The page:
The phone hacking scandal, MPs seeking cash for influence and the detention of asylum seekers' children are just some of the shortlisted entries for this year's Paul Foot Award.

The award, which was set up by Private Eye and the Guardian in memory of campaigning journalist Paul Foot who died in 2004, recognises the year's best examples of investigative journalism.

The overall winner will receive £5,000 in a ceremony on 2 November and each runner-up will be awarded £1,000. Last year's prize was won by Ian Cobain for his investigation into Britain's involvement in the torture of terror suspects detained overseas for the Guardian.

"It is always a cheering experience, giving the lie to any impression that investigative journalism is no longer so important to contemporary editors as it was," judges chairman Brian MacArthur says in the Guardian's Media section today.

"One pleasure is the unexpected entries: it isn't only the big beasts who impress. There was a creditable entry from Horse and Hound on equine cruelty, for instance; another from John Hoyte's website exposing the threat to airline passengers from aerotoxic fumes; and investigative reporters still flourish on regional evenings and weeklies."

The six shortlisted entries as announced by Private Eye are below:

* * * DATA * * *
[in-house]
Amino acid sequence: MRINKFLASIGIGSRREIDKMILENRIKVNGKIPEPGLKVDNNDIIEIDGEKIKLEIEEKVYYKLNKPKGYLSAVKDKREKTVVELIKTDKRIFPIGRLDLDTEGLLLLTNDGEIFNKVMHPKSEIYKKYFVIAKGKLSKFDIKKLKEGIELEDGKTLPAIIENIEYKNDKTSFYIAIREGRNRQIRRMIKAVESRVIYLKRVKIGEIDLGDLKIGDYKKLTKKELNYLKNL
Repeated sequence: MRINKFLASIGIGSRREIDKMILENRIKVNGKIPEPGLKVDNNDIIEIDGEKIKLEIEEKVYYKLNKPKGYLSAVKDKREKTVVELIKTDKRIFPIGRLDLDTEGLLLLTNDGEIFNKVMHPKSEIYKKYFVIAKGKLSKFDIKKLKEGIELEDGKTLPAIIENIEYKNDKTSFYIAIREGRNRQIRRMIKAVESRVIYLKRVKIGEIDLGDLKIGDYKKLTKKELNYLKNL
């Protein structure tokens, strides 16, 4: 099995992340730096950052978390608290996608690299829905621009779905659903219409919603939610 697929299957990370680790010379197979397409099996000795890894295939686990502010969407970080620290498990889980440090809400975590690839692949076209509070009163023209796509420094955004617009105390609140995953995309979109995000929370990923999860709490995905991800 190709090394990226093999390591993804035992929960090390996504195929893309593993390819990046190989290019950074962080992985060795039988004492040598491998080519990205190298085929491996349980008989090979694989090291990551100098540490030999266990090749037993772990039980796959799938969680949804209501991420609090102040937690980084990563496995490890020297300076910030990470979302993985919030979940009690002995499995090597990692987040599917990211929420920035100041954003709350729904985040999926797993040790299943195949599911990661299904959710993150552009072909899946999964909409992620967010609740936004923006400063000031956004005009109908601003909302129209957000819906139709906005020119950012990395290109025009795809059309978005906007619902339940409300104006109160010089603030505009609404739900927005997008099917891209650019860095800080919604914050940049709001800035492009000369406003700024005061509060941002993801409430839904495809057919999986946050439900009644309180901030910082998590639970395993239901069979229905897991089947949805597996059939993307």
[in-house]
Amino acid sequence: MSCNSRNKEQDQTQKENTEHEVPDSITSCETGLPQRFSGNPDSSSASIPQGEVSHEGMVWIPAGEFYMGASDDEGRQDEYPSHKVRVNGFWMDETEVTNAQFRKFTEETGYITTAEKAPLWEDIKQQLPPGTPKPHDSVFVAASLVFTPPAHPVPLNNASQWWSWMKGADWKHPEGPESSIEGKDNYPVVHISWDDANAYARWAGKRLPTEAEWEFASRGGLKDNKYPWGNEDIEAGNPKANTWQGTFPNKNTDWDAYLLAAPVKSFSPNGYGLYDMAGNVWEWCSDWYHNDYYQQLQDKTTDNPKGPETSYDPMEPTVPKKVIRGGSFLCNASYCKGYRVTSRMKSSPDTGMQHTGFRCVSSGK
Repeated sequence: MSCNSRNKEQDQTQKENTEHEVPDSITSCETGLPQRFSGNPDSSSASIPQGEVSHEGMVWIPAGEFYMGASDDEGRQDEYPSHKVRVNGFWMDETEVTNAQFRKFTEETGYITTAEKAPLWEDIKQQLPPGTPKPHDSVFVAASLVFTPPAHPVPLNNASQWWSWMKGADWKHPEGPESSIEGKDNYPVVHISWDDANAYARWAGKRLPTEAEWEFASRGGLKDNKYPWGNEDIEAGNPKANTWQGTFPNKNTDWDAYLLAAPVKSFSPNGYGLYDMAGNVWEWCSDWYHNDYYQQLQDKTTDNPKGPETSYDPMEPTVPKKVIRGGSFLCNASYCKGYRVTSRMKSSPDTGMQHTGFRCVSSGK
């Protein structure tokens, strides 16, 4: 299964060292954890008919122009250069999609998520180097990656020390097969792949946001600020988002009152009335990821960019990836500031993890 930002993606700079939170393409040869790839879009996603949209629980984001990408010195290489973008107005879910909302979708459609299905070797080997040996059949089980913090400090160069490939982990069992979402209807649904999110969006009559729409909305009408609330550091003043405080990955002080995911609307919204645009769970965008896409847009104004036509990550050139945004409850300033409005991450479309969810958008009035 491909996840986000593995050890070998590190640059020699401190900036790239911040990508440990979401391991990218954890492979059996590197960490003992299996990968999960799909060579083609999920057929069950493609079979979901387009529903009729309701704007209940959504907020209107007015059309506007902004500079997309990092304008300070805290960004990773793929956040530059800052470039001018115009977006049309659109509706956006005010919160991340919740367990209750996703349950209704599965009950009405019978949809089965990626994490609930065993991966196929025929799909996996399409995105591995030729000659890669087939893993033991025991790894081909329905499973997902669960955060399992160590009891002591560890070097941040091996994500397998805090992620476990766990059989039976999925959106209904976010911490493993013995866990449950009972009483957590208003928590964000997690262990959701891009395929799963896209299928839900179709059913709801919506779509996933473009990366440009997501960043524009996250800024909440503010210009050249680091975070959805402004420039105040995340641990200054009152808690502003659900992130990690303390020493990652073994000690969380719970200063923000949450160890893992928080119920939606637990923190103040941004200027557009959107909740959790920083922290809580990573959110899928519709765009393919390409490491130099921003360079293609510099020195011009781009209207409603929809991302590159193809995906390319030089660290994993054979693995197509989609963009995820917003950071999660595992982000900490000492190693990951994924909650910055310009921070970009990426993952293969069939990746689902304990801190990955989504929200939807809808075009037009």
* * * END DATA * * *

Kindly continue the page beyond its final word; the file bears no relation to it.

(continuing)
• Jonathan Calvert and Clare Newell (Sunday Times) - on MPs and peers seeking cash for influence
  • David Cohen (Evening Standard) - on the plight of the poor in London
  • Nick Davies (Guardian) - on phone-hacking conducted by the News of the World
  • Linda Geddes (New Scientist) - on evidence that DNA tests are not always accurately interpreted
  • Eamonn McCann (Irish Times, Belfast Newsletter, Guardian) - on the cover-up of the British army's actions on Bloody Sunday
  • Clare Sambrook (numerous publications) - on the detention of asylum seekers' children
Highly commended entries from the longlist include Andrew Gilligan (Sunday Telegraph) on the fundamentalist infiltration of Tower Hamlets and Nina Lakhani (Independent on Sunday) on the fate of NHS whistleblowers.

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